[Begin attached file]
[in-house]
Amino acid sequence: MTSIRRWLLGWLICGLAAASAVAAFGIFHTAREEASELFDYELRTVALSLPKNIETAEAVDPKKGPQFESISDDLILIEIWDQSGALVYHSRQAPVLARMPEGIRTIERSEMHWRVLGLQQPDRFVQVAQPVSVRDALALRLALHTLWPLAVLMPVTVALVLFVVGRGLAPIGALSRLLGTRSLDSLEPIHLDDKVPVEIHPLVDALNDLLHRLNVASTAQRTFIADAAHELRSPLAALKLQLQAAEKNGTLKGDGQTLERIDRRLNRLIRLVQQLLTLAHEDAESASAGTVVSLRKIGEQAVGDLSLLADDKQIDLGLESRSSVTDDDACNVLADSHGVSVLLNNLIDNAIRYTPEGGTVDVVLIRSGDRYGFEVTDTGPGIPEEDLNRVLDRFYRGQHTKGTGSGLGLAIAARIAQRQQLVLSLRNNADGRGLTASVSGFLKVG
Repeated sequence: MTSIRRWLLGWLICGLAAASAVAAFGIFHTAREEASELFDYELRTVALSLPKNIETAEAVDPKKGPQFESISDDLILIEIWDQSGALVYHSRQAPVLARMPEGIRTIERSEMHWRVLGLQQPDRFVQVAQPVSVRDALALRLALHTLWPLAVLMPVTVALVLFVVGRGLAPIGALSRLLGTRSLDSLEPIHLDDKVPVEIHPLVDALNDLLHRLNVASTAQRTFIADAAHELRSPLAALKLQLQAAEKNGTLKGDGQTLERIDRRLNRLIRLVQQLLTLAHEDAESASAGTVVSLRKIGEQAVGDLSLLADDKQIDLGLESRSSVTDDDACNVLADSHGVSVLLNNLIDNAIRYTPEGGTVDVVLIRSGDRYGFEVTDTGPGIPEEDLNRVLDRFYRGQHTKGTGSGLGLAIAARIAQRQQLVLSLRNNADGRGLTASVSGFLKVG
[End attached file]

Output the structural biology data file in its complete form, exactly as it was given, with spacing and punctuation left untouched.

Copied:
[in-house]
Amino acid sequence: MTSIRRWLLGWLICGLAAASAVAAFGIFHTAREEASELFDYELRTVALSLPKNIETAEAVDPKKGPQFESISDDLILIEIWDQSGALVYHSRQAPVLARMPEGIRTIERSEMHWRVLGLQQPDRFVQVAQPVSVRDALALRLALHTLWPLAVLMPVTVALVLFVVGRGLAPIGALSRLLGTRSLDSLEPIHLDDKVPVEIHPLVDALNDLLHRLNVASTAQRTFIADAAHELRSPLAALKLQLQAAEKNGTLKGDGQTLERIDRRLNRLIRLVQQLLTLAHEDAESASAGTVVSLRKIGEQAVGDLSLLADDKQIDLGLESRSSVTDDDACNVLADSHGVSVLLNNLIDNAIRYTPEGGTVDVVLIRSGDRYGFEVTDTGPGIPEEDLNRVLDRFYRGQHTKGTGSGLGLAIAARIAQRQQLVLSLRNNADGRGLTASVSGFLKVG
Repeated sequence: MTSIRRWLLGWLICGLAAASAVAAFGIFHTAREEASELFDYELRTVALSLPKNIETAEAVDPKKGPQFESISDDLILIEIWDQSGALVYHSRQAPVLARMPEGIRTIERSEMHWRVLGLQQPDRFVQVAQPVSVRDALALRLALHTLWPLAVLMPVTVALVLFVVGRGLAPIGALSRLLGTRSLDSLEPIHLDDKVPVEIHPLVDALNDLLHRLNVASTAQRTFIADAAHELRSPLAALKLQLQAAEKNGTLKGDGQTLERIDRRLNRLIRLVQQLLTLAHEDAESASAGTVVSLRKIGEQAVGDLSLLADDKQIDLGLESRSSVTDDDACNVLADSHGVSVLLNNLIDNAIRYTPEGGTVDVVLIRSGDRYGFEVTDTGPGIPEEDLNRVLDRFYRGQHTKGTGSGLGLAIAARIAQRQQLVLSLRNNADGRGLTASVSGFLKVG